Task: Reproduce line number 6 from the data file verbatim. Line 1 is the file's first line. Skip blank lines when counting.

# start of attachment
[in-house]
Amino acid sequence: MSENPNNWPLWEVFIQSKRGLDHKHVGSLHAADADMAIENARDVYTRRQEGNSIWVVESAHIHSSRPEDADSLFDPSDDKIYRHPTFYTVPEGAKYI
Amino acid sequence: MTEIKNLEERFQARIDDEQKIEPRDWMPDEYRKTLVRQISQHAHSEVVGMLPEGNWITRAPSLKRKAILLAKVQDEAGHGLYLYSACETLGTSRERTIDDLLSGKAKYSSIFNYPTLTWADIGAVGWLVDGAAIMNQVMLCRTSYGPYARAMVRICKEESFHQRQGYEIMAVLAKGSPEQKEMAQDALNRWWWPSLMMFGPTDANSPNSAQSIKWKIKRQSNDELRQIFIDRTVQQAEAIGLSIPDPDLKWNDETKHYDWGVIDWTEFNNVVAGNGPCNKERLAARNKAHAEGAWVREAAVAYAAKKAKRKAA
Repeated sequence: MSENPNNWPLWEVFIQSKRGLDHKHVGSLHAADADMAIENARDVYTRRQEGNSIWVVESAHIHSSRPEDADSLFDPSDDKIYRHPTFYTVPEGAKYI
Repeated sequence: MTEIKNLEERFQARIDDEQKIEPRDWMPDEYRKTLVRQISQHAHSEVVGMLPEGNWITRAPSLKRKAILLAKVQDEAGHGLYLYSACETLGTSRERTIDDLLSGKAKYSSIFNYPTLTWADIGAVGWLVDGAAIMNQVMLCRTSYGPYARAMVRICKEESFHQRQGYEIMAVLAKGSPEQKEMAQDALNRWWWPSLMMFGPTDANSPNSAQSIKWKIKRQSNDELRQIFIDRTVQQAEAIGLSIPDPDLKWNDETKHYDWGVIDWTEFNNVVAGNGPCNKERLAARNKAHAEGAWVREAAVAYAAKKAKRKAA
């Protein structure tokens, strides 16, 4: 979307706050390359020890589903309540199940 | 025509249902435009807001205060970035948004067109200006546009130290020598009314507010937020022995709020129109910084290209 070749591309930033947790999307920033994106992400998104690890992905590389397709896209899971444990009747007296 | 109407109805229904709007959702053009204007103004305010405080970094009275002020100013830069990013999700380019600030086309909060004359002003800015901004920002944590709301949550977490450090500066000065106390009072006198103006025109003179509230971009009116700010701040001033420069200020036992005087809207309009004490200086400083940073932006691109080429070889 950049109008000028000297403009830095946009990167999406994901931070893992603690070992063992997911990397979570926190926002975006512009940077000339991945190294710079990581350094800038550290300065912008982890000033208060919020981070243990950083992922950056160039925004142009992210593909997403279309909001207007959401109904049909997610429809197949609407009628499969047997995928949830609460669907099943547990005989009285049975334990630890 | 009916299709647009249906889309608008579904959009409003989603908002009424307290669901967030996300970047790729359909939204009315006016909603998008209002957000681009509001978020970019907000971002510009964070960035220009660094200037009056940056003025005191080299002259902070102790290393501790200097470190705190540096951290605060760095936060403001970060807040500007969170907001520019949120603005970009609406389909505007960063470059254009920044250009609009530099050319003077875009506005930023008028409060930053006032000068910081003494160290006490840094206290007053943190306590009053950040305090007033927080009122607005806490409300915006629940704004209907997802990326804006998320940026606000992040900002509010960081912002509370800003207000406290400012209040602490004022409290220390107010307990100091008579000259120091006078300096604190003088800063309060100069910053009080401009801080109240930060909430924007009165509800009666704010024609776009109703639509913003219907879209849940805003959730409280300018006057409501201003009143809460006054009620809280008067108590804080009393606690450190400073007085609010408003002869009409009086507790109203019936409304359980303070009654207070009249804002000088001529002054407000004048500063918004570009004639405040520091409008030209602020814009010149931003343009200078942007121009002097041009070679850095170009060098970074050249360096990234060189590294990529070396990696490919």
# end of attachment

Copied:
């Protein structure tokens, strides 16, 4: 979307706050390359020890589903309540199940 | 025509249902435009807001205060970035948004067109200006546009130290020598009314507010937020022995709020129109910084290209 070749591309930033947790999307920033994106992400998104690890992905590389397709896209899971444990009747007296 | 109407109805229904709007959702053009204007103004305010405080970094009275002020100013830069990013999700380019600030086309909060004359002003800015901004920002944590709301949550977490450090500066000065106390009072006198103006025109003179509230971009009116700010701040001033420069200020036992005087809207309009004490200086400083940073932006691109080429070889 950049109008000028000297403009830095946009990167999406994901931070893992603690070992063992997911990397979570926190926002975006512009940077000339991945190294710079990581350094800038550290300065912008982890000033208060919020981070243990950083992922950056160039925004142009992210593909997403279309909001207007959401109904049909997610429809197949609407009628499969047997995928949830609460669907099943547990005989009285049975334990630890 | 009916299709647009249906889309608008579904959009409003989603908002009424307290669901967030996300970047790729359909939204009315006016909603998008209002957000681009509001978020970019907000971002510009964070960035220009660094200037009056940056003025005191080299002259902070102790290393501790200097470190705190540096951290605060760095936060403001970060807040500007969170907001520019949120603005970009609406389909505007960063470059254009920044250009609009530099050319003077875009506005930023008028409060930053006032000068910081003494160290006490840094206290007053943190306590009053950040305090007033927080009122607005806490409300915006629940704004209907997802990326804006998320940026606000992040900002509010960081912002509370800003207000406290400012209040602490004022409290220390107010307990100091008579000259120091006078300096604190003088800063309060100069910053009080401009801080109240930060909430924007009165509800009666704010024609776009109703639509913003219907879209849940805003959730409280300018006057409501201003009143809460006054009620809280008067108590804080009393606690450190400073007085609010408003002869009409009086507790109203019936409304359980303070009654207070009249804002000088001529002054407000004048500063918004570009004639405040520091409008030209602020814009010149931003343009200078942007121009002097041009070679850095170009060098970074050249360096990234060189590294990529070396990696490919």